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Vincy Carnival: sights, sounds and “wutlis” lyrics



Editor: It’s Vincy Carnival time again. For the past few weeks, the local media – print and electronic – have been inundated with stories, commentaries and photographs of the various activities that make Vincy Mas, one of the greatest spectacles on earth.{{more}} The radio stations have been giving much air play to the local calypsos making the rounds at the various calypso tents. It is the one time of the year that Diasporic Vincies are recognised and appreciated as equal citizens. The New York Calypso Tent will be judged like any other tent on the rock. Vincentians will visit their beloved homeland in thousands, many as masqueraders and revellers.

It’s the time of the year that old and young get caught up in our rich Vincy culture. Calypsonians, masqueraders and organisers must be very conscious of the lasting influence the sights and sounds of Vincy Carnival have on our society. Our calypso lyrics, the costumes, the gyrating in the fetes and on the streets must all be presented decently.

A FaceBook friend “messaged” me a letter from the Searchlight Newspaper written by Jennifer Richardson and an Editorial from the same newspaper. Both pieces called on women to speak out against “explicit” calypsos. The sender of the FB message demanded to hear from me – “a long-time calypsonian and social activist” on these two articles.

In my brief reply, I agreed with both Richardson and the Editor on this issue. Although I love to listen to suggestive calypsos, I am diametrically opposed to the “smut” contained in so-called suggestive lyrics. Most of them are downright explicit… plain ‘wutlisness’ that should never be condoned, encouraged or commercially supported. The radio stations should not play these calypsos – in most cases jam and wine music – and the public should not purchase these ‘wutlis’ party songs. Calypsonians and Soca bards should be forced to clean up their acts and give our children the chance to grow up in a clean social environment.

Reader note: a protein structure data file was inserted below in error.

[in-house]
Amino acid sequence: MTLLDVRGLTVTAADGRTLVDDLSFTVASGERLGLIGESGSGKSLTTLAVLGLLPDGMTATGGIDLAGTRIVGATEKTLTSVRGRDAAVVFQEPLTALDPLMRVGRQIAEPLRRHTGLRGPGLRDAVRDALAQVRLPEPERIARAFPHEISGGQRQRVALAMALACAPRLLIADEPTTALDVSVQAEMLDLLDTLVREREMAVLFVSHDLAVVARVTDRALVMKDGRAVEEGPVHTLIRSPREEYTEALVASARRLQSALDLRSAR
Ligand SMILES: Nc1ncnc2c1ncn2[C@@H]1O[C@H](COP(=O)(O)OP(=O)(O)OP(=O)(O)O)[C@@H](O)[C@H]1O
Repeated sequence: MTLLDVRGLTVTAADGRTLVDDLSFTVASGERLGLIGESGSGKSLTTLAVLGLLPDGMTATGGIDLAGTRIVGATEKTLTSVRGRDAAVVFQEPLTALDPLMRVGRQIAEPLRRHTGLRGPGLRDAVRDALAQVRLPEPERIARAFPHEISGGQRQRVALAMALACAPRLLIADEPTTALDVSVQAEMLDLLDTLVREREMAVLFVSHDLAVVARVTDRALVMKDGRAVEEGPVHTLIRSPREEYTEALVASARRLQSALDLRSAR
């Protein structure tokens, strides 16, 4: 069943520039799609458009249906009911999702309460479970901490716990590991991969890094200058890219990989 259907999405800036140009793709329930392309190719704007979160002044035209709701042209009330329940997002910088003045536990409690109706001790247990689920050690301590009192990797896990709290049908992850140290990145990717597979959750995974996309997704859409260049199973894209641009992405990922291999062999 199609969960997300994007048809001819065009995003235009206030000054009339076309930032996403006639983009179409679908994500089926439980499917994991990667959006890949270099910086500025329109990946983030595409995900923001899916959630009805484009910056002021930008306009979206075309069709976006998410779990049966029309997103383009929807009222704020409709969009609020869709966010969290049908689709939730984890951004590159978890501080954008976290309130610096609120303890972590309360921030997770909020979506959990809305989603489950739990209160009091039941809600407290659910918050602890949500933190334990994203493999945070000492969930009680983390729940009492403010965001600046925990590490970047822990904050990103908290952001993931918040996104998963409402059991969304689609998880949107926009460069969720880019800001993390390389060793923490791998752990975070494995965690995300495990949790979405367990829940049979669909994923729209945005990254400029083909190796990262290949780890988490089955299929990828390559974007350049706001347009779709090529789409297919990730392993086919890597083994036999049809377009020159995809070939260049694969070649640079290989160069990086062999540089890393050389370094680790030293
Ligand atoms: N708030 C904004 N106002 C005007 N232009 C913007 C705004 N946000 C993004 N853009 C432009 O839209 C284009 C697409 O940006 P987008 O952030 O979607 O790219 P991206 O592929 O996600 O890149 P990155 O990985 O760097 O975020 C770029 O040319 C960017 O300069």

As a calypsonian for over four decades, by conscious choice, I have always stayed away from such lyrics. I never needed them to win any of the nine calypso titles under my belt. My calypsos are all social and political commentaries, from “Soufriere Ah Boil” to “Rise Up Against Apartheid” to “Clean Up Campaign” to “Wilson’s Cuts” to “Mas In Winnipeg”… I use my calypsos to be an advocate/activist for human rights. I sing against apartheid in South Africa and racism everywhere; politics in SVG and Canada; discrimination against women, the aged and minorities.

This is not to say that I do not enjoy creative, suggestive calypsos. Of course I do. But, as my late brother – Mighty Rey – always preached, we have to look after the youths. The future of our nation depends on their future.

But smutty, wutlis calypsos during the carnival season, is just one of the many problems that ail our society. So, while we are rising up and speaking out against calypsonians with wutlis lyrics, let us, at the same time, rise up and speak out against all the other practices harmful to our youths in particular and our nation in general. Let us also speak out against fornication, adultery, parents who permit their young teenage daughters to have affairs with older men for a few dollars more, spousal abuse, corruption, unproductive workers, political arrogance, crime and violence, etc. Like the wutlis calypsos, they all contribute to a decadent and unproductive nation. Like the wutlis calypsos, they leave a lasting negative impression on our youths and society. Yes, let’s rise up and speak out!!

A happy Vincy Carnival 2011 to all.

Wade Kojo Williams, Sr.

Note: Wade Kojo Williams, Sr. is a citizen of St. Vincent and the Grenadines and Canada. He lives in Canada.